After previously stating the census would run through Oct. 31, the bureau announced on Monday it was cutting the count short by a month, moving up the deadline for responding to Sept. 30.
The October cutoff had offered organizers crucial overtime for the count after the coronavirus pandemic derailed a ground game for canvassing and outreach efforts that in some regions of the state had been in the works for years. Now, the earlier deadline is heightening risks that Texas will be undercounted and that some Texans, particularly those who are low-income or Hispanic, will be missed in the count as the coronavirus pandemic continues to ravage their communities.
The schedule change comes at a key point in the count. The bureau has started its door-to-door campaign to follow up with households that have not yet filled out the census online, by phone or by mail, but census workers won’t reach some communities in Texas that are at the highest risk of being missed until next week.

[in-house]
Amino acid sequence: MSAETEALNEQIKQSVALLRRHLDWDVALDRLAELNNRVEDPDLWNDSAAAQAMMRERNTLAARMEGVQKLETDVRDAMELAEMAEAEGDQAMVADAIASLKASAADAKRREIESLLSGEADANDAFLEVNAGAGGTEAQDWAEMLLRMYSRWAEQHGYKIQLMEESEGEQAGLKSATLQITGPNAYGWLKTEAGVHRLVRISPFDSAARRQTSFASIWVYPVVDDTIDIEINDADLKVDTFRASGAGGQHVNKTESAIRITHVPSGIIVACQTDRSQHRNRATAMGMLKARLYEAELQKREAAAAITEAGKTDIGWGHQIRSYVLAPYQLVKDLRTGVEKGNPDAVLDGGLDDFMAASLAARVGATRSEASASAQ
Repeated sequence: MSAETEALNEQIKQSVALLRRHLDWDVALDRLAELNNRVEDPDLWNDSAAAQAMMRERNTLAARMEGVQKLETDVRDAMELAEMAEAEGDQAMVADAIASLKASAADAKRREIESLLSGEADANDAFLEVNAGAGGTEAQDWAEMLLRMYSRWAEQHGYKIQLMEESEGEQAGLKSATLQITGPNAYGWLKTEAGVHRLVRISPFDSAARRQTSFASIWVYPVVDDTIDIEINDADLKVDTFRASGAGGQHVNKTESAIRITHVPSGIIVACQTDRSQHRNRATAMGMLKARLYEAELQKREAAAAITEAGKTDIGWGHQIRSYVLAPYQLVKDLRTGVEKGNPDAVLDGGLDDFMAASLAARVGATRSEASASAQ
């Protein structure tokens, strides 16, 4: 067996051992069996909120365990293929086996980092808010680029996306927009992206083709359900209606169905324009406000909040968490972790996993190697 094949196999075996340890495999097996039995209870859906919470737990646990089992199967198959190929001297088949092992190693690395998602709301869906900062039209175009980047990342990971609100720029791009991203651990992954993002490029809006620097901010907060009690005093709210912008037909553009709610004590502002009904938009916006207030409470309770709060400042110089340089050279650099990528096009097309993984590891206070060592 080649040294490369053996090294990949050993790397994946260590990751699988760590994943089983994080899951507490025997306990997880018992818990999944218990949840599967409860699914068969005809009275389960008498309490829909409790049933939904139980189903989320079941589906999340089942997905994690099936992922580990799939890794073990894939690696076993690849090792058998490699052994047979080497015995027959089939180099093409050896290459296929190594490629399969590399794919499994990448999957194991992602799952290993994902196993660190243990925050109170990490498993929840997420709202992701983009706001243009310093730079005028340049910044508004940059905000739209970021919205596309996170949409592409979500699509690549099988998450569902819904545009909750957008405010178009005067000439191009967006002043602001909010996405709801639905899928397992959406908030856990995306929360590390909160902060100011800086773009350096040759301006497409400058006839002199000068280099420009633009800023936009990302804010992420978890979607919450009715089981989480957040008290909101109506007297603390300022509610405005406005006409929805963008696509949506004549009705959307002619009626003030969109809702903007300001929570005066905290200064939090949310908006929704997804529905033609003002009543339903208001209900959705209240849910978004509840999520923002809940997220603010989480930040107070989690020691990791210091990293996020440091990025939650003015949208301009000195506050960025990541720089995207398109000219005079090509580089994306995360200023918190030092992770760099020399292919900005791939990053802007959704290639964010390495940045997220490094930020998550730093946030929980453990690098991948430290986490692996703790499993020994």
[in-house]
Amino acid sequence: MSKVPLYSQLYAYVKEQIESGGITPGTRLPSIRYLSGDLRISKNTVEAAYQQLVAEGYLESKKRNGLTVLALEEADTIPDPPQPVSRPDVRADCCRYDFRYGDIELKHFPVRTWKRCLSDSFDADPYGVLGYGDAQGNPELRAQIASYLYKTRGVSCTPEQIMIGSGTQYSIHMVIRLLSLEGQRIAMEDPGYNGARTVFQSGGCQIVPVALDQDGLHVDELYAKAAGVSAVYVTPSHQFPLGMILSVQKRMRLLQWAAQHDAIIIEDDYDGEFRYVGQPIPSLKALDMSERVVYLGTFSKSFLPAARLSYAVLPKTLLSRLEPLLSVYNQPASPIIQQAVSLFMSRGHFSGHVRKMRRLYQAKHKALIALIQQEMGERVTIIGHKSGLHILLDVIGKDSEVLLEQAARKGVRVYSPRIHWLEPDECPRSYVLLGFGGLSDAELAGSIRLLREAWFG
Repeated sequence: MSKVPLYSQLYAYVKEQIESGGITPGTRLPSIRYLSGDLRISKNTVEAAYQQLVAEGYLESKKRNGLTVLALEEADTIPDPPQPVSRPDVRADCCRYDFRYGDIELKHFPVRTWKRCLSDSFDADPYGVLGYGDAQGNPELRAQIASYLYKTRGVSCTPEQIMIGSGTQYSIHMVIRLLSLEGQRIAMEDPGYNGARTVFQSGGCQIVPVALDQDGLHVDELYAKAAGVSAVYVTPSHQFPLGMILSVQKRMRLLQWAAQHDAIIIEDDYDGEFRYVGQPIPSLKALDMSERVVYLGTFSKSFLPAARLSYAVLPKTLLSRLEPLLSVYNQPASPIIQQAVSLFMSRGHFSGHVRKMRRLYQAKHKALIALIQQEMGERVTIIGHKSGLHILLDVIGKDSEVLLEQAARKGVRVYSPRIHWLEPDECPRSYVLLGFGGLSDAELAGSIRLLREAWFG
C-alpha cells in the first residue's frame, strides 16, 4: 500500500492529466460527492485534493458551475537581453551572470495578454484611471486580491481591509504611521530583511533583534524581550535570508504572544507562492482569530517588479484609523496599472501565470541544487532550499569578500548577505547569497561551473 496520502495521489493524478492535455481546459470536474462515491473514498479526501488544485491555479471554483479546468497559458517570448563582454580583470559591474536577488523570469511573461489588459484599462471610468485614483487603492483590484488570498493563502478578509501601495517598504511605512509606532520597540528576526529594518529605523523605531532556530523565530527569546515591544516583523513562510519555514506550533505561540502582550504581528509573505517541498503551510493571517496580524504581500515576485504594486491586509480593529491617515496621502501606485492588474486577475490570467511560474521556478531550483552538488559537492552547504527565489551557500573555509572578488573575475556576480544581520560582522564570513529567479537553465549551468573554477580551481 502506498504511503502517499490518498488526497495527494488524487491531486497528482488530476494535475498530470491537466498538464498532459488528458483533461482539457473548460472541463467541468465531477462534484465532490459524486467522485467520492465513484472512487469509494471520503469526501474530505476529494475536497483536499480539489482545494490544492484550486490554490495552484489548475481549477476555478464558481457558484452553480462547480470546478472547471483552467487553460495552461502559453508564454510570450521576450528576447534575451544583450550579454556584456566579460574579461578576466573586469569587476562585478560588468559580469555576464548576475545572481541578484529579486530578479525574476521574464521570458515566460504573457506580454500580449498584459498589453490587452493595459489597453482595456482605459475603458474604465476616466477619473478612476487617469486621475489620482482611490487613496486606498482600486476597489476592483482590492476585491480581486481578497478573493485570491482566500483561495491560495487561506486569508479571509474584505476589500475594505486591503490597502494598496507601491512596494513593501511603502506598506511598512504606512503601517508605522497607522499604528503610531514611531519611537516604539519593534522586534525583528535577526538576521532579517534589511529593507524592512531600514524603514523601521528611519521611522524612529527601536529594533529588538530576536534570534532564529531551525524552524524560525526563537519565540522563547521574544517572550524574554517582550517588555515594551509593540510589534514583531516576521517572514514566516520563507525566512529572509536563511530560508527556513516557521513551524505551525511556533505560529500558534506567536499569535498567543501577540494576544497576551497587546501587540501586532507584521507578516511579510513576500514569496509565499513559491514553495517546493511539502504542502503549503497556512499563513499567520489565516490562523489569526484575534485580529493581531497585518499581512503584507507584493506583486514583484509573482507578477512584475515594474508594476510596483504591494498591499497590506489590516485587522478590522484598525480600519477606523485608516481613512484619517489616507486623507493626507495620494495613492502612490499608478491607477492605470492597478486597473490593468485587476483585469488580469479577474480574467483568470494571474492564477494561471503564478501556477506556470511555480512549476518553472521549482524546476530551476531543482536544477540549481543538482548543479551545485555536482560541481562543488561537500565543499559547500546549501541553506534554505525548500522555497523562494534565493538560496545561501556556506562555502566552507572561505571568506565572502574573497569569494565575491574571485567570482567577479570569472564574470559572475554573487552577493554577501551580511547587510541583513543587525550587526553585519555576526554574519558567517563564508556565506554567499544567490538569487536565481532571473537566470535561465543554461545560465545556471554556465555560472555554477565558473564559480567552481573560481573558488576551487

If the census is carried out properly, Texas should post huge population gains since 2010 with more than 3.8 million new residents, according to the bureau’s latest estimates. Those estimates indicate Hispanics will account for more than half of that growth.
Months into the count, not even 3 out of every 5 households in Texas have responded to the census. The state’s 57.9% response rate puts it several points lower than the national average and at 39th place in rankings by response rates among states, Washington, D.C., and Puerto Rico.
As of Monday, just one county — Jackson County on the Gulf Coast — had received responses to date at a rate equaling the 2010 count. Less than 10% of cities had reached that marker. And response rates were lower in census tracts with larger shares of Hispanic residents or those with more people living in poverty.
Source: Texas Tribune